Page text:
Unsocial Media?


Since social media became a part of day to day life, the lines are often blurred between home and work life as the need to be connected is ever present in the modern world. Due to this, it’s becoming more common place for work colleagues to communicate via social media using Whatsapp, Yammer and other similar applications rather than sending emails as it provides a more instant experience. When used positively, social media can build a community vibe to a team enabling a swift way to get a response whether that’s wanting to ask a colleagues advice, get a quick instant message to someone when you’re running late or to just communicate a short key message to a group who can then have an ‘online conversation’.

Because social media usage is now ‘second nature’ to many of us, there can be a risk within the workplace for grievances and disciplinary issues to reach your door. Why? Because people simply forget that online comments can still have repercussions; banter going ‘too far’ which could be deemed to be bullying/harassment in nature or demeaning or inappropriate photographs being shared. These issues need to be taken seriously as you would with any other bullying/harassment workplace issue and a thorough investigation should take place immediately upon things being brought to your attention.

The other side of the coin of course is employees who make comments/post things that have the potential to cause real and lasting damage to your business. This is particularly the case where there is a clear link between the employee and the business for example derogatory comments having been made against the business or persons employed by it where the poster’s profile clearly states that they are an employee.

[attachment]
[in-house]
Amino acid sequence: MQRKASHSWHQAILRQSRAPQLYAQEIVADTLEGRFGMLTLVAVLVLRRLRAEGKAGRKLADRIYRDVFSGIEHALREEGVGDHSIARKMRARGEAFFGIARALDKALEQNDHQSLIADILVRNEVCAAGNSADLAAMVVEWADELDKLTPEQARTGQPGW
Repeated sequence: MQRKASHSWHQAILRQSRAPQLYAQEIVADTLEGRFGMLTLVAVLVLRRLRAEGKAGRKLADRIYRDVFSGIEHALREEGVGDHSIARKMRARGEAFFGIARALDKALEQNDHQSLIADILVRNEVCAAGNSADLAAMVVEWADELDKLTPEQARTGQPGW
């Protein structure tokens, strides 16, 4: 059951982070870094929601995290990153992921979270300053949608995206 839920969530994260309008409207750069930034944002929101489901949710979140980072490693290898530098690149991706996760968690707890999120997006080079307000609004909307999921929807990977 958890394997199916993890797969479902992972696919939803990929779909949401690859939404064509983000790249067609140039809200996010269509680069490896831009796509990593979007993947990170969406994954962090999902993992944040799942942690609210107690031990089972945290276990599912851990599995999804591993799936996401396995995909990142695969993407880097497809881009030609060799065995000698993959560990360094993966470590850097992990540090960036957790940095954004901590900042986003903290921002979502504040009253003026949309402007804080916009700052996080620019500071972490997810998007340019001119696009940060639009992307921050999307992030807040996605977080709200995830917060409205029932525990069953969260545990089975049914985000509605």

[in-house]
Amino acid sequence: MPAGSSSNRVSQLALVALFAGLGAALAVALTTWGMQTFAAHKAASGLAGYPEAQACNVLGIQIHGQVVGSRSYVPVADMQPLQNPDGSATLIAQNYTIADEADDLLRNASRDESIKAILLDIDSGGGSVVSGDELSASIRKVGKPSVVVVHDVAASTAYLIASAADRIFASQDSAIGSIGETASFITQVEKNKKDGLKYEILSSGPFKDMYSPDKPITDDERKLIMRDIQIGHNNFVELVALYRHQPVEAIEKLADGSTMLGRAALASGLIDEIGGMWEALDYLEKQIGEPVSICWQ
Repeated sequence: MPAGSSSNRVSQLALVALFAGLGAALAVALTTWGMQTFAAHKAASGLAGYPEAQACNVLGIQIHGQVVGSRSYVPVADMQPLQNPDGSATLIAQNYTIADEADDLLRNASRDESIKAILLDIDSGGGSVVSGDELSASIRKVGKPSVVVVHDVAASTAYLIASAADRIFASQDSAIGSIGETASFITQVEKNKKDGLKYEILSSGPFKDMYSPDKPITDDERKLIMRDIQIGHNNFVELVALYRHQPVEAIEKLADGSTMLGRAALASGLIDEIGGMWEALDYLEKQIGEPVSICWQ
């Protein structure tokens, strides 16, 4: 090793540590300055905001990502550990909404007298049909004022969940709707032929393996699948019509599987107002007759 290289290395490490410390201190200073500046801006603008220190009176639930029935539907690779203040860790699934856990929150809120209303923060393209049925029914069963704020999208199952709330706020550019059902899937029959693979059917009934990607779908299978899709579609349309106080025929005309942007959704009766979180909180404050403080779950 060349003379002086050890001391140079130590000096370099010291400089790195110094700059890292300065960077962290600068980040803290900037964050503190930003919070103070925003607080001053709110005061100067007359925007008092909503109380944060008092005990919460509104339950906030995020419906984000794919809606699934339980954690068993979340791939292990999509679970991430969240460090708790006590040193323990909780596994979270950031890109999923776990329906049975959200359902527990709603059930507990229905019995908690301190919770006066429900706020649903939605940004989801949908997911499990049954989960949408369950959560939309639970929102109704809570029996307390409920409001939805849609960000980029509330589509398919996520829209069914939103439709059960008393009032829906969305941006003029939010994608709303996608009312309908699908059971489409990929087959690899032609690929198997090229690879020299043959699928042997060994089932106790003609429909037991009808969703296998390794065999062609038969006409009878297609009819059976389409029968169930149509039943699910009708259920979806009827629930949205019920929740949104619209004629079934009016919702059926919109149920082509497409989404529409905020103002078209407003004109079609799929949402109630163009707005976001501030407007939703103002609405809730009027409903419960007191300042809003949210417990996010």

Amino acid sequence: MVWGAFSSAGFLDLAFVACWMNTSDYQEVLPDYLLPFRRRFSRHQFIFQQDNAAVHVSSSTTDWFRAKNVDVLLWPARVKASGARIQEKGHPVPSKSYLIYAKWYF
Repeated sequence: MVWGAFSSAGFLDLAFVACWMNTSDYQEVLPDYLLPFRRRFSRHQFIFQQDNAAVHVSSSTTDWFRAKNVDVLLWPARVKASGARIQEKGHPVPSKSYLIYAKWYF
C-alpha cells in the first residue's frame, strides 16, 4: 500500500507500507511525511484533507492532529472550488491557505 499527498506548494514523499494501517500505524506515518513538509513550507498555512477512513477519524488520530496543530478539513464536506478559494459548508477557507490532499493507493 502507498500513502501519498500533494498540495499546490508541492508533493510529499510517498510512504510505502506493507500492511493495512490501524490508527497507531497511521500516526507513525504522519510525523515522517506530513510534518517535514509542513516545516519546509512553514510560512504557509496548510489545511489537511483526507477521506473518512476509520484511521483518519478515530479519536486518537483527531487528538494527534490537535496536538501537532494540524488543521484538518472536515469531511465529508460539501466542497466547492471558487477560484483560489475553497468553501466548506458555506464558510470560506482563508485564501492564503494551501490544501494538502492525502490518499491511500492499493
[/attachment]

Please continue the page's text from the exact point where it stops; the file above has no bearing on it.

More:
These issues need to be dealt with quickly to minimise any negative impact. Posts have the ability to reach a large audience exceptionally quickly and once out in the ether, the poster or anyone else has little or no control over where that goes and that can be a big problem.

The lines blur a little with posts made outside of the workplace but essentially if individuals haven’t taken steps to apply privacy settings to their social media accounts, they should have no expectation of privacy. The clear message to convey really is that if someone wouldn’t stand in the car park and shout the content of their post to the masses from their soapbox, think again about what you are about to post.

There are now more and more cases going to tribunal relating to social media usage that really demonstrate the need for a robust policy to be in place but also for an employer to really consider the impact and detriment to the business when reaching a decision over appropriate sanction.

In the case of Teggart V Tele tech UK Ltd, the employee posted vulgar comments about a fellow employee on Facebook. The complaint was reported by a third party not by the person who the comments had been made against but the dismissal was deemed fair as it breached the company bullying/harassment policy through social media use.